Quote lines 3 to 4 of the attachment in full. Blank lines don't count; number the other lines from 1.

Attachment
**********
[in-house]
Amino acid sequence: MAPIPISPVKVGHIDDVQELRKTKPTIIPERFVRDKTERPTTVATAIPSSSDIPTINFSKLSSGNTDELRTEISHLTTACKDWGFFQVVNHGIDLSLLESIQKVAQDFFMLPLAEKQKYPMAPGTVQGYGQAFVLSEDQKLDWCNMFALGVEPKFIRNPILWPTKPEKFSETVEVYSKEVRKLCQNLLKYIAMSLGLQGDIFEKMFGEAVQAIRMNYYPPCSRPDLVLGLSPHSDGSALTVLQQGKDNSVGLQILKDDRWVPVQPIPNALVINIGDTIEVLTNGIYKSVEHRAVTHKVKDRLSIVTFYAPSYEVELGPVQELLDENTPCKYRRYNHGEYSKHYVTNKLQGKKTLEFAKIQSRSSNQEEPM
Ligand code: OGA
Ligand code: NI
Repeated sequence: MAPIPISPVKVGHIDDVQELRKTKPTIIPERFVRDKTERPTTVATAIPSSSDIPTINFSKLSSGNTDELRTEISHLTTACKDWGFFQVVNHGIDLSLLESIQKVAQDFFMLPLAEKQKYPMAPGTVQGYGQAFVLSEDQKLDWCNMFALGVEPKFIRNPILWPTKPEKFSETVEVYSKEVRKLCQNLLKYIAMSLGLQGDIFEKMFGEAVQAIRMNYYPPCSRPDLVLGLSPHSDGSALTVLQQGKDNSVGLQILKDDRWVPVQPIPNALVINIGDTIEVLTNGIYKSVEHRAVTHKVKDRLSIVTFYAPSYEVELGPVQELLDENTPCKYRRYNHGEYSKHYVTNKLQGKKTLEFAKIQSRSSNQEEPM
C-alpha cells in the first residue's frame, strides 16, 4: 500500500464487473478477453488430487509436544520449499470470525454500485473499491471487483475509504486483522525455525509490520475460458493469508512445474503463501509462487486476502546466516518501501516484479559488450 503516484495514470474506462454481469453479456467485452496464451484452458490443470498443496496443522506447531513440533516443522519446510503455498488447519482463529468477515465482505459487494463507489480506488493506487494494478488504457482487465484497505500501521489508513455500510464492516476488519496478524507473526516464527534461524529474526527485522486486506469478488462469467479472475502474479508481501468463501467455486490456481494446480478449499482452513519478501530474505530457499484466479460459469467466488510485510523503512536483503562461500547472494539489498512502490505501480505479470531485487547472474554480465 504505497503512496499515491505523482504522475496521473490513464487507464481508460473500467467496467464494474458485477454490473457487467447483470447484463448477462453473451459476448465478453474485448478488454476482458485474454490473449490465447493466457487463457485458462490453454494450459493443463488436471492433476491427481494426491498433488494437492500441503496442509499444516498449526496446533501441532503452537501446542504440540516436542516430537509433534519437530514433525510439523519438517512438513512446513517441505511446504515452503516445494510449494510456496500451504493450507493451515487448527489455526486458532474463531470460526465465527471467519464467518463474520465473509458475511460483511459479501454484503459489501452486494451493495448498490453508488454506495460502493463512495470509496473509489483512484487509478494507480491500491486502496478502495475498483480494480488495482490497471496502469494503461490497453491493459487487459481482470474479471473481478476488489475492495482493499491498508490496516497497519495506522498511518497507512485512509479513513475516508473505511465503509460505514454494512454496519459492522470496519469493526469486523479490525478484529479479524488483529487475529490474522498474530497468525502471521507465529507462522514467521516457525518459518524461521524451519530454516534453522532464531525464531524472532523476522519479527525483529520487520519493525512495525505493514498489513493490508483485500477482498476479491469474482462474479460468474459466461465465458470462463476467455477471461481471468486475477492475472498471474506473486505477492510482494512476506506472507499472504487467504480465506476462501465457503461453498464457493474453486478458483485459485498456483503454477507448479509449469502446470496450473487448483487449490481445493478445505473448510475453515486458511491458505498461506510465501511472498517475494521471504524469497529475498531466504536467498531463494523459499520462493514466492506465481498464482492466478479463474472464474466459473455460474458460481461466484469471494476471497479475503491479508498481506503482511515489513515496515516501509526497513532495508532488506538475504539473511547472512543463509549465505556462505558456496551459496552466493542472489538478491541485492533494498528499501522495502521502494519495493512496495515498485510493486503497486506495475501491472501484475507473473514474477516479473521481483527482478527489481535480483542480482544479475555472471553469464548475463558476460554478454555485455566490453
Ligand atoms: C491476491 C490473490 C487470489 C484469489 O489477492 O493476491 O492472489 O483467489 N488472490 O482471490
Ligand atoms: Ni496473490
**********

Ligand code: OGA
Ligand code: NI